From the Editors of VenEconomy
On February 10 of this year, different actors in the national productive sector felt a sigh of relief, including nearly all economic analysts and a good part of the Venezuelan population.
On that day, Venezuela’s economic duo Nelson Merentes (president of the central bank) and Rodolfo Marco Torres (the Finance minister) announced a new Exchange Agreement (No. 33), which would involve two separate foreign exchange markets: one of them 100% controlled by the central bank and the other subject to the "controls" of a free market, or at least, one that is almost free.
The novelty here, naturally, was the "free" market known as the Foreign Exchange Marginal System (Simadi).
As specified in the Exchange Agreement, Simadi consists of three separate markets, each one of them more or less "free" but with limitations: retail market, banking market and securities market.
The retail market – thought up for the provision of banknotes, family remittances and other "retail" operations – proved to be an "indirectly" free market, because the exchange rates here are fixed with reference to the other two markets, which were supposed to be free.
The banking market did not prove to be a free market either, most of all because operations made by the customers of the banks had to be approved by the central bank first. But, (surprise!) the central bank does not approve transactions at Bs.180 per dollar, or higher, despite the fact of being freely concerted prices between both parties.
This way, hopes were focused on a securities market that was supposed to work as a free currency swap market by allowing the sale-purchase of dollar-denominated bonds, as much as the particularity that bonds could be bought with bolivars in the knowledge that these could be sold on the international market against payment in dollars on the same day and at the same time.
In this system, the exchange rate is the one resulting from the purchase of bonds (in bolivars) and their sale on the international market (in dollars.)
Unfortunately, the securities market didn’t become a reality. The first transaction hasn’t been made yet.
That is to say, the experience of the Transaction System for Foreign Currency Denominated Securities (or Sitme) would be repeated once more, in which there was talk of a free market, but transactions above the price limit set by the own central bank were not allowed.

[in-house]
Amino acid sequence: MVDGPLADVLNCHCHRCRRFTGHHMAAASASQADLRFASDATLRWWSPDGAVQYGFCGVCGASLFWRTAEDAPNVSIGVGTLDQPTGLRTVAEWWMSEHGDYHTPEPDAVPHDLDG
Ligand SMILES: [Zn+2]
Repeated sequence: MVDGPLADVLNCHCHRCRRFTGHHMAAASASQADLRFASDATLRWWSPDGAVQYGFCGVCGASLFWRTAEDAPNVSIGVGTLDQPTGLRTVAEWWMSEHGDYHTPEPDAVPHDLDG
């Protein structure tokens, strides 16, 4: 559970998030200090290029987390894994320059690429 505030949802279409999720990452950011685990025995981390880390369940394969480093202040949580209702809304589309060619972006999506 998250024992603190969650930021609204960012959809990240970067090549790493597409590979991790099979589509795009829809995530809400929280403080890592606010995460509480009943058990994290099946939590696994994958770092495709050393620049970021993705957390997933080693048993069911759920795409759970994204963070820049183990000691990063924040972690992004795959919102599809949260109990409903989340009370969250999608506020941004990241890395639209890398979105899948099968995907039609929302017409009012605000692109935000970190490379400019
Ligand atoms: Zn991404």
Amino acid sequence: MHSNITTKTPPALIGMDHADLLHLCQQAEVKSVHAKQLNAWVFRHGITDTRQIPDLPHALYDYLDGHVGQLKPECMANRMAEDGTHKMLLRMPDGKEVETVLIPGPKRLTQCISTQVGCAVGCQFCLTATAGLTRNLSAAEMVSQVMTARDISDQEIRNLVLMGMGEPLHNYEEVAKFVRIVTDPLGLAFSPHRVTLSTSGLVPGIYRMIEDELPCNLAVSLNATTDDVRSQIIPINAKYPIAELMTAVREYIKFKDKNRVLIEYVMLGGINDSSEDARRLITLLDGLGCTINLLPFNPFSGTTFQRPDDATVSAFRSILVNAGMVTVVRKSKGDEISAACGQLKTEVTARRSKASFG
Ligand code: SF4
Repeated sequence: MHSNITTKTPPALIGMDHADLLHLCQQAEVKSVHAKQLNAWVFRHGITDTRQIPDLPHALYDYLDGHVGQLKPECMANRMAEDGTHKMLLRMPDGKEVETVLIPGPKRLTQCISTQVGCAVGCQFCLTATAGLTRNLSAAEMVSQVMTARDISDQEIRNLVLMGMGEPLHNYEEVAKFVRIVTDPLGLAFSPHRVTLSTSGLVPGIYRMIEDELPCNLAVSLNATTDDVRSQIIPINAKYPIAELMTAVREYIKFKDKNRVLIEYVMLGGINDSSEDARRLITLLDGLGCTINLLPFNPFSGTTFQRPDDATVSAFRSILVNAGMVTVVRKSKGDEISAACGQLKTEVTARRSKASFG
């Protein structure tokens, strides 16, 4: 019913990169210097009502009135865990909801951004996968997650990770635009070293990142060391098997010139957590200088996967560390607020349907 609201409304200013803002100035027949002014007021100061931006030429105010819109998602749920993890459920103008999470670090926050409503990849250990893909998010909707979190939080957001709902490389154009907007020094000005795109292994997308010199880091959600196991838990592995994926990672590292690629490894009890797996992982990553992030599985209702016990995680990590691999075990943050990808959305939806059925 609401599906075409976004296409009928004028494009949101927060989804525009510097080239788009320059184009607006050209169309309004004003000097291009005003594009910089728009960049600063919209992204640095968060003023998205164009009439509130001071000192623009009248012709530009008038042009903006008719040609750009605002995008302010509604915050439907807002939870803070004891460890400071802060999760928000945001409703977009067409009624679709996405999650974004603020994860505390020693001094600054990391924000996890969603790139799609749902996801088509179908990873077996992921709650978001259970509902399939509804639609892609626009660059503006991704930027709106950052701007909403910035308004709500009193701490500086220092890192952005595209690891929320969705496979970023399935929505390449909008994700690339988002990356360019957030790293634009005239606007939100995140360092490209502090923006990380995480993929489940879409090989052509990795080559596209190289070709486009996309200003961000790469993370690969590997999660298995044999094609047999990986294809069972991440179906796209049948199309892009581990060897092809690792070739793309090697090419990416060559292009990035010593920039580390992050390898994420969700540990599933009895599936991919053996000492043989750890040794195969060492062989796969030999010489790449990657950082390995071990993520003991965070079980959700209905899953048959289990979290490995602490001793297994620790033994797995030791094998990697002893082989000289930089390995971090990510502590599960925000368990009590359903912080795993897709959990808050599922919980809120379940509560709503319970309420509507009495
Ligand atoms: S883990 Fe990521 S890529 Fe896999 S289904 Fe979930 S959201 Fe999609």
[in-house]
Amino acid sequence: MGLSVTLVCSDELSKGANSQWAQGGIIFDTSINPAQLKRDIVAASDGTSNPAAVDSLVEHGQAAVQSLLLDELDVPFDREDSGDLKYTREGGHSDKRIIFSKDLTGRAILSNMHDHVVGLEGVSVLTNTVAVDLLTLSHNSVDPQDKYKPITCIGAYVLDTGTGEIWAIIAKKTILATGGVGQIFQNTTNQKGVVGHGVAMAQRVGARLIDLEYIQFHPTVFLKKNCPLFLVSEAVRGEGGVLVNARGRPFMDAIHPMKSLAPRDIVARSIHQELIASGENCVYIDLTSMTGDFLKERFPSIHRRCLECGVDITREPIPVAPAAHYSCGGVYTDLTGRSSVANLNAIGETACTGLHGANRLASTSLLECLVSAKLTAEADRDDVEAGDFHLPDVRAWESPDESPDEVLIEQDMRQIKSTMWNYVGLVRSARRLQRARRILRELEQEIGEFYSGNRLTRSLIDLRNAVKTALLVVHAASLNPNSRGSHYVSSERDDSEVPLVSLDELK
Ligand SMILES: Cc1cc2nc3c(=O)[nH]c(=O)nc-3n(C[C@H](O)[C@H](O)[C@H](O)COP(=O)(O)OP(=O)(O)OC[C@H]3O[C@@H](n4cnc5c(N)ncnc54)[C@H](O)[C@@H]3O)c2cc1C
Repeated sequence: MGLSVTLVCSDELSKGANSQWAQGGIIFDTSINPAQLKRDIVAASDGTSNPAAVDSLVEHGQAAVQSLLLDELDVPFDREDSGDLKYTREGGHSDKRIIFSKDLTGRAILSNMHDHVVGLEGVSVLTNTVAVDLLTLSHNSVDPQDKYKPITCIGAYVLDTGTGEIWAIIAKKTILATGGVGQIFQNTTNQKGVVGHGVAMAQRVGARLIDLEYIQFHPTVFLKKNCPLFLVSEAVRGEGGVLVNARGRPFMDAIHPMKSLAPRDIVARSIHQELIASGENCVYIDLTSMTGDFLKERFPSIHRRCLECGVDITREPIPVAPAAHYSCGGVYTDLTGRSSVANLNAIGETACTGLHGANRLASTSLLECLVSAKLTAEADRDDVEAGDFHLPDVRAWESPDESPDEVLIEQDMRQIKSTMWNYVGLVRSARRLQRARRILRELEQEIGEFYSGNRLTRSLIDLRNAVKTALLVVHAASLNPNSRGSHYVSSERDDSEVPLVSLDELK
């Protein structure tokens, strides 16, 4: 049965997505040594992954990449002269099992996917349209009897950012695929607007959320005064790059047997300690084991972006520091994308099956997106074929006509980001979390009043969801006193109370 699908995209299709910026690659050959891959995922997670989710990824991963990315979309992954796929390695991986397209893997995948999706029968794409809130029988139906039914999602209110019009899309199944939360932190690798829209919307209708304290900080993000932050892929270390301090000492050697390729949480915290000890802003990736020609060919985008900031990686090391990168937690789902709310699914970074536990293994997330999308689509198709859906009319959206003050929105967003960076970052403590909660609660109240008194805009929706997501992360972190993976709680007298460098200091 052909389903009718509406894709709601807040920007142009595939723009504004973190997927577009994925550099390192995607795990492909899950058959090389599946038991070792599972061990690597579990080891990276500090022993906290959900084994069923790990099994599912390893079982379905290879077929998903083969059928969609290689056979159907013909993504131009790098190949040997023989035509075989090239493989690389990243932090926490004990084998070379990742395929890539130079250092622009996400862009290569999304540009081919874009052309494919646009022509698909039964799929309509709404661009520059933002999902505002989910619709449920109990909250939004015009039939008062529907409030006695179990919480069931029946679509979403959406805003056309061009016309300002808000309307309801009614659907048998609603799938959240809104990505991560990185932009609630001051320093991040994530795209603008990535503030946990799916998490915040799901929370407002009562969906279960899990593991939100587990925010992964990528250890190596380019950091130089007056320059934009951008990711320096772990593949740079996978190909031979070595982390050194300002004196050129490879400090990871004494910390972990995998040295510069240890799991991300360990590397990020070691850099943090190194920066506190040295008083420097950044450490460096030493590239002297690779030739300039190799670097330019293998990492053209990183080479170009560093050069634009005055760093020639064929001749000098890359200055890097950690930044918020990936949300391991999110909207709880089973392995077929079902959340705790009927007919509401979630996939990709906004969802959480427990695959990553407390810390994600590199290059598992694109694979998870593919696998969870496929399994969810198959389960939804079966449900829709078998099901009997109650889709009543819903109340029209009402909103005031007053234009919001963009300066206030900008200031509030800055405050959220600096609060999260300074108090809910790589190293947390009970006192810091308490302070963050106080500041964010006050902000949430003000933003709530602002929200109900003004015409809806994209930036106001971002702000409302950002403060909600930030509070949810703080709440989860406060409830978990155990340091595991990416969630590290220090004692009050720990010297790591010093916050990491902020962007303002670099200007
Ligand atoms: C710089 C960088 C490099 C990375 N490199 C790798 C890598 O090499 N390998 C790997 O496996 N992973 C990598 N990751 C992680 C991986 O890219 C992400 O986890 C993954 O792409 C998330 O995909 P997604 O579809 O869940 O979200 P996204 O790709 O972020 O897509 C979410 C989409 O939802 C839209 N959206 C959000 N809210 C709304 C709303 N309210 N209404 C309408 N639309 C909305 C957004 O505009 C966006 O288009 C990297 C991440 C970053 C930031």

This way, Simadi began operating with a rate of Bs.170 per dollar. And it was welcomed with some optimism, among other reasons because: 1) Supposedly the Venezuelan government had obtained foreign currency resources after the payment in advance of Dominican Republic’s debt, along with the issuance of CITGO bonds, in order to provide liquidity to the market and promote the participation of bidders in it.
2) Because the stock market has several advantages that the parallel cannot offer: a) a transaction proof that would allow companies to use the Simadi rate for tax purposes, and as a basis for the calculation of the "fair prices" of their products; (b) companies were supposedly allowed to use Simadi currency to pay for raw materials, semi-manufactured goods and finished products without having to go through the Cencoex red tape, with which they could continue operating despite the fact that the finished products would be much more expensive than if imported at Bs.6.30 or Bs.12 per dollar. Yet, "expensive" is better than nothing. Consequently, it was expected that the stock market lured in companies and people who have lost the hopes of obtaining dollars at official rates to pay their debts, dividends and imports of goods and services that are not eligible for official rates or SICAD currency auctions.
However, Simadi hasn’t started after having been announced more than three weeks ago, which evidences it is no free currency system at all because the Government is the one that unilaterally fixes the ceilings, thus making the same mistakes as with Sitme.
Sitme hasn’t started for two basic reasons: Neither the public sector or state-run oil company PDVSA have provided the necessary foreign currency to jump start the market by not allowing sales above Bs.180 per dollar, while private bidders haven’t sold foreign currency in the system yet.
Meanwhile, the dollar of the parallel market – a truly free market – skyrocketed trading at Bs.226 per dollar on Monday.
And the criteria for the allocation of foreign currency and the three types of exchange rates remain as fuel for corruption.
The bottom line: once more the Government threw away another golden opportunity to make things right and with this, both the supply crisis and inflationary spiral are likely to get worse.VenEconomy has been a leading provider of consultancy on financial, political and economic data in Venezuela since 1982.
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